• We Take You Live to Our Reporter in the Field – I know some of you have heard stories from the missions front lines before, but I know this guy. He gave up a comfy career as a dentist to do something he and his wife believe in, and now he describes his work in Rwanda: “I walk in to see (as my first case ever in Africa) a sedated child with a massive hole in the side of his jaw. The hole was not caused by a object, no, it was caused by perhaps a simple ulcer or infection that kept spreading. Because the child is malnourished, and was also battling malaria, and also likely was not getting clean water, and was likely a low birth weight baby, and was also not easily accessible to health care… the list goes on, he developed one of two conditions. Osteomyelitis – which is an infection of bone… or NOMA – described as a disease of the poor, where this uncontrolled bacterial infection knows no limit and literally destroys one’s face… Oh I forgot to say that he is also an orphan. But you probably saw that coming.”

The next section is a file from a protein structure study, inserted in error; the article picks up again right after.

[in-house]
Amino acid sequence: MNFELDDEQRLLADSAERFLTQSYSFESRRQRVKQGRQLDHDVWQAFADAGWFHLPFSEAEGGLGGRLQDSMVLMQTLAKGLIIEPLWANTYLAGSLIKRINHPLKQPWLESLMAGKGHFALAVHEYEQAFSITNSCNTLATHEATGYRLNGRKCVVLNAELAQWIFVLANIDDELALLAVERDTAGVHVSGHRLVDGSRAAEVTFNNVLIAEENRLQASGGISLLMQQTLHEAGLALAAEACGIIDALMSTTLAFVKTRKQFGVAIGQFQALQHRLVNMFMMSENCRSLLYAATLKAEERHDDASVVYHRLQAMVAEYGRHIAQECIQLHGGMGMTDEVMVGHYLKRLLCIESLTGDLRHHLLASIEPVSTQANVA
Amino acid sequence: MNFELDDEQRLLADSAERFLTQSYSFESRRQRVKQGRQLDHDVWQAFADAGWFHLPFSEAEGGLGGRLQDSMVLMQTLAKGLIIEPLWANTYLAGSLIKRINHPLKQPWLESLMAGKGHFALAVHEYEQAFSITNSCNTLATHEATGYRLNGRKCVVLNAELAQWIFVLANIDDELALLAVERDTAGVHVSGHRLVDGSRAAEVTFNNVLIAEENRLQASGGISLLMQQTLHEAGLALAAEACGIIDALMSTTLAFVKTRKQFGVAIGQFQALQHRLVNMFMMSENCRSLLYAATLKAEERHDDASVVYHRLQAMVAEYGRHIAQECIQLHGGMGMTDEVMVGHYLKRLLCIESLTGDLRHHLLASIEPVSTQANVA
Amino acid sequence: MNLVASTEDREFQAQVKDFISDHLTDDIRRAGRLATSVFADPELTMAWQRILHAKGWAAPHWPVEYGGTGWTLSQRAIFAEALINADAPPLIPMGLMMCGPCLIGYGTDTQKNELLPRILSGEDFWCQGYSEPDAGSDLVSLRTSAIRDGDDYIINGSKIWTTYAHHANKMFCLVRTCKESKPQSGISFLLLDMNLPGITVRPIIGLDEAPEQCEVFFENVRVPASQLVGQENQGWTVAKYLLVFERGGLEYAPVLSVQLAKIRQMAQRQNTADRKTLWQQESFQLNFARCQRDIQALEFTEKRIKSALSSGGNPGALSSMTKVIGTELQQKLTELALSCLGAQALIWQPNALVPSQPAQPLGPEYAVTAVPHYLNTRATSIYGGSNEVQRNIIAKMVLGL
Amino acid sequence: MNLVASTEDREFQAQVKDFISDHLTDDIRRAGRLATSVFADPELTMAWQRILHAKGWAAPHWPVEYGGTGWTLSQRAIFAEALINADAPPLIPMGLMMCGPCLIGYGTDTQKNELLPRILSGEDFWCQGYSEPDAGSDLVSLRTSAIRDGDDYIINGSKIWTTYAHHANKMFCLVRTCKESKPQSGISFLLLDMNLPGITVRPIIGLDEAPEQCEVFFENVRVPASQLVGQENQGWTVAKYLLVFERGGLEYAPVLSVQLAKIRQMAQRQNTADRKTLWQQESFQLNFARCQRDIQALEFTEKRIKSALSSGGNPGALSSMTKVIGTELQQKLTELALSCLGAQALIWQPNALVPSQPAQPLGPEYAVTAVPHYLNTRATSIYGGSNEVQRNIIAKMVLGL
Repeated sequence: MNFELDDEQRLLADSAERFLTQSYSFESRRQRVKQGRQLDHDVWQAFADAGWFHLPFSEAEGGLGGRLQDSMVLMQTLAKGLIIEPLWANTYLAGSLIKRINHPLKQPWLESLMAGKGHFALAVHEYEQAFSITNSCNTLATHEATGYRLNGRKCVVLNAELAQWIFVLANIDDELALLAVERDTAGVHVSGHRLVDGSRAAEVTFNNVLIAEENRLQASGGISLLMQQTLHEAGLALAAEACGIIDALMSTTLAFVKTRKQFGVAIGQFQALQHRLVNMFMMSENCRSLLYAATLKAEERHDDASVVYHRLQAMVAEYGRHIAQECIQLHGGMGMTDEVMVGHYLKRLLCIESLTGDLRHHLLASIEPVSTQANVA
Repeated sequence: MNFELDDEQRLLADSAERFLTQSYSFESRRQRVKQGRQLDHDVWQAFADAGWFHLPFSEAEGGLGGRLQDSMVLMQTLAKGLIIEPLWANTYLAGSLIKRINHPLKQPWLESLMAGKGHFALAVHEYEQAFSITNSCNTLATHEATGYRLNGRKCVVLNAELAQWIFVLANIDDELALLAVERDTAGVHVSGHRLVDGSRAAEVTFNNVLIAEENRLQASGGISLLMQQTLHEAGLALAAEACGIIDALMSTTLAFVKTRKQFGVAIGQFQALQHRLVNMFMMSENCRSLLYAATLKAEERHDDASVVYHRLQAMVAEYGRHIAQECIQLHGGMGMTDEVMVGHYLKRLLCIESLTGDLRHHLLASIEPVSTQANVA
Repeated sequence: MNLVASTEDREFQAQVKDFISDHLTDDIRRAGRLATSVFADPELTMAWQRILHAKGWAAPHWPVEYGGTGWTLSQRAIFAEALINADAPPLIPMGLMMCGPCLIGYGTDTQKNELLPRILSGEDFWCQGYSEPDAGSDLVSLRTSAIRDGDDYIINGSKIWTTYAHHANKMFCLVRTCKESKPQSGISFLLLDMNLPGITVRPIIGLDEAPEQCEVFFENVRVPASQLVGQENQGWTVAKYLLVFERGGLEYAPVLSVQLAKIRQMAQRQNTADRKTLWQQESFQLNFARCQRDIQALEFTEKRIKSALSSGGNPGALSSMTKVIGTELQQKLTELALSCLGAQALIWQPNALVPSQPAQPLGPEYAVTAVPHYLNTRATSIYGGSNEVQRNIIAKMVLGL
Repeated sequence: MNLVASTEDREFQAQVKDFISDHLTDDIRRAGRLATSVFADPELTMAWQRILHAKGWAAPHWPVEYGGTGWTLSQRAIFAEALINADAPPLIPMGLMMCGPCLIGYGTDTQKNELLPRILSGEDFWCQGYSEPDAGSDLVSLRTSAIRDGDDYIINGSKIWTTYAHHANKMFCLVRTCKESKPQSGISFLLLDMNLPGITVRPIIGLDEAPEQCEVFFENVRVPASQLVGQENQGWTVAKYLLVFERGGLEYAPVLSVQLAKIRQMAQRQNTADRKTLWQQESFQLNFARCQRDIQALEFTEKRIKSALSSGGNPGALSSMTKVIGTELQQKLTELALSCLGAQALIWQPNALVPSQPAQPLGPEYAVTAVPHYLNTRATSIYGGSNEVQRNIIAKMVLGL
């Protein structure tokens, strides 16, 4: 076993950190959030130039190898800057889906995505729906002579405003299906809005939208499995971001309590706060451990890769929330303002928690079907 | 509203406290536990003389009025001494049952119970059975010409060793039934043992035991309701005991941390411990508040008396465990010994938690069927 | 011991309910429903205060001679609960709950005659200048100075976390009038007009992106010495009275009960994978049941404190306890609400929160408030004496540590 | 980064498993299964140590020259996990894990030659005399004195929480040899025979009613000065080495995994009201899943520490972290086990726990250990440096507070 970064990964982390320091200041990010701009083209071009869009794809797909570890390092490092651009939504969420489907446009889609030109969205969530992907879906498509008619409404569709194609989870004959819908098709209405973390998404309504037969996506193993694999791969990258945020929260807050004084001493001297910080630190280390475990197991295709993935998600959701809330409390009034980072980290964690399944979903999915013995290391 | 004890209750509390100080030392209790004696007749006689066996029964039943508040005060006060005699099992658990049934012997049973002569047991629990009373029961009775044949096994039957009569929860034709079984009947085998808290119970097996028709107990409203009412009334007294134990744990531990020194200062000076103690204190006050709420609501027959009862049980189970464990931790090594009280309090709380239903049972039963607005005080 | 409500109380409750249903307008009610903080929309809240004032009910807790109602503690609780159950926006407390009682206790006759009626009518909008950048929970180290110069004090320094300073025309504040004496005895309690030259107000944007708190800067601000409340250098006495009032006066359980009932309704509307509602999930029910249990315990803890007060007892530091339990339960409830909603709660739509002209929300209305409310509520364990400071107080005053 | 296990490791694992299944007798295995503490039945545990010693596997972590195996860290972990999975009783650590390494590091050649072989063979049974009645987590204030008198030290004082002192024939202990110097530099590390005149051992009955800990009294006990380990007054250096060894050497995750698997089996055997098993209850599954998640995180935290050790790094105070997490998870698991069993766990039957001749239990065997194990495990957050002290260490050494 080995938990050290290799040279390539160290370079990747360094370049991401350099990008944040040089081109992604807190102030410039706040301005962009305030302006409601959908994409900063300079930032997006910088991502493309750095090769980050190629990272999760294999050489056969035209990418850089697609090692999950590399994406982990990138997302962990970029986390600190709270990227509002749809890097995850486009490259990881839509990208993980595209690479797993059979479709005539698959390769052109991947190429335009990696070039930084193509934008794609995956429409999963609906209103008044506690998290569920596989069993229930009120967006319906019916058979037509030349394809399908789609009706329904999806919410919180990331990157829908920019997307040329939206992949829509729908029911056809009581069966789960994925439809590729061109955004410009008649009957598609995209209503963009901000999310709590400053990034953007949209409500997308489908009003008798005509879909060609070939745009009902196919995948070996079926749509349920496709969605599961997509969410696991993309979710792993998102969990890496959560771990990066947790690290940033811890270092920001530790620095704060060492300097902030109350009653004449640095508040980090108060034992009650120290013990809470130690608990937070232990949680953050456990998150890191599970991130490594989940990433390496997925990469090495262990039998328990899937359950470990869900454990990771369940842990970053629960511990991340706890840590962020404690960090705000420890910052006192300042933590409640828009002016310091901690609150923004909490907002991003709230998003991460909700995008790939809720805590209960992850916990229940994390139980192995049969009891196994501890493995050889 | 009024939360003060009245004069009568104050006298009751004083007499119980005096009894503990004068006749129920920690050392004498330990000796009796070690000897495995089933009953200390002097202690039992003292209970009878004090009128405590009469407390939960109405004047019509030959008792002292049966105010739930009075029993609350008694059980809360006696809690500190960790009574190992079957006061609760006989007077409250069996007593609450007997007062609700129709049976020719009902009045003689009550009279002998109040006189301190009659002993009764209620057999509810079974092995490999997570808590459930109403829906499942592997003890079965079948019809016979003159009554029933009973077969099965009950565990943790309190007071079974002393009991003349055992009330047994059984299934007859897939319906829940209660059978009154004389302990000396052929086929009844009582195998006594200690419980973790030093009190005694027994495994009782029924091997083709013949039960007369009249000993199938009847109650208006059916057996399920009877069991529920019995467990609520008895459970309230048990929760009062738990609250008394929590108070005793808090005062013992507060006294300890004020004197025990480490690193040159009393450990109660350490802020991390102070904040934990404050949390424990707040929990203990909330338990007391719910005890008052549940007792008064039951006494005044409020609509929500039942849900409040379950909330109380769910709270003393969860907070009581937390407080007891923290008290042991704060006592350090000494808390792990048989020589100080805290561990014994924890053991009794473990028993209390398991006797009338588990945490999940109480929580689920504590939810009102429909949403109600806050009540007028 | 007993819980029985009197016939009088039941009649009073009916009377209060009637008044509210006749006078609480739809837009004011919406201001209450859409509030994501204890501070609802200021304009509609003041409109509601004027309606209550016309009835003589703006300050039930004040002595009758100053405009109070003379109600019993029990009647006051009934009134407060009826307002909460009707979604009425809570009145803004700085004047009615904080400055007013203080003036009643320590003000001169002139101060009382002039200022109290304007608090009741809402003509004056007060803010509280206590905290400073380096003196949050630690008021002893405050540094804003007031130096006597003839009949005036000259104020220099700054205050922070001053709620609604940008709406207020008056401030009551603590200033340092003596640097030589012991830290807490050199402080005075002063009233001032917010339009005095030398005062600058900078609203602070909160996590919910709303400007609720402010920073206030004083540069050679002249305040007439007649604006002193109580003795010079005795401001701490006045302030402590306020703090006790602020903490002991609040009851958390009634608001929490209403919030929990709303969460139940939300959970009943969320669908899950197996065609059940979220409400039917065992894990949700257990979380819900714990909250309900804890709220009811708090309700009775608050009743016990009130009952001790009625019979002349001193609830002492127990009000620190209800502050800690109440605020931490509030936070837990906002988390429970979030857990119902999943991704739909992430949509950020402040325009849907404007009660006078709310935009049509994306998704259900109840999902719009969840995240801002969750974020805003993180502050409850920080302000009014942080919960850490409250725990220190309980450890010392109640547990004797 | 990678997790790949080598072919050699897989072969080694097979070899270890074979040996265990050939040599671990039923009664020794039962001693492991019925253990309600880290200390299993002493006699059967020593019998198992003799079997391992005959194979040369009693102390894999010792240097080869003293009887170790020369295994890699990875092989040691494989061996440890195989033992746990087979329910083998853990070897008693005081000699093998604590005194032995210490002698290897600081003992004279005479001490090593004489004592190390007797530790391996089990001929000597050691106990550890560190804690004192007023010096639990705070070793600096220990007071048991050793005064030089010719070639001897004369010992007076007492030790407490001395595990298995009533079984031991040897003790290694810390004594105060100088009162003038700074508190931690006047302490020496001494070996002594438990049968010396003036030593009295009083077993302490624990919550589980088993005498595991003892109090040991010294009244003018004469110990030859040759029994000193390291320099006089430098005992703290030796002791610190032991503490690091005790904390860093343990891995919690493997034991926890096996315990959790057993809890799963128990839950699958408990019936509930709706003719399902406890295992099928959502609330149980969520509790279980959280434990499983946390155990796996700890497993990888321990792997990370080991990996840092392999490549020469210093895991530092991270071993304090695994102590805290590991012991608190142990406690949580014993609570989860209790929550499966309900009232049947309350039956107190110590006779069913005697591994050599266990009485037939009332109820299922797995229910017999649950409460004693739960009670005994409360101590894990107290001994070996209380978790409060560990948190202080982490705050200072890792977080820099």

• Those Problematic Worship Lyrics – We’ve seen articles before on songs like this one: “‘I want to touch you, I want to see your face, I want to know you more.’ It’s tough to sing lines like these when the song never mentions who you’re singing to, and this one never does. The vague lyrics could easily suggest a plan to sneak around and make out in the bushes or a desire to encounter Jesus.” But this was the first time we’d seen this one mentioned: “‘Yahweh, Yahweh, we love to shout your name, oh Lord.’ Jewish people don’t write or say Yahweh to refer to God out of respect — instead writing the name without its vowels, YHWH, or using the alternate Adonai, meaning ‘Lord.’ So, to sing a song that not only uses the name Yahweh, but emphasizes the shouting of it seems . . . odd. The Vatican agrees — in 2008, it removed/replaced the name in all of its songs and prayers, and the Christian Reformed Church removed every occurrence of Yahweh and Jehovah from its Psalter Hymnal.”
  • Short Story Department – An accusation of plagiarism against Christian author and possible Republican presidential candidate Ben Carson ended very differently than another high profile plagiarism case with which readers here are familiar. The source copied refuted the idea saying that the 16 attributions that did appear reflected Carson’s honest intentions.
  • Parting Shot – Okay, this is totally superficial, but I think this church has the coolest menu for searching sermon series archives.

 

Well Done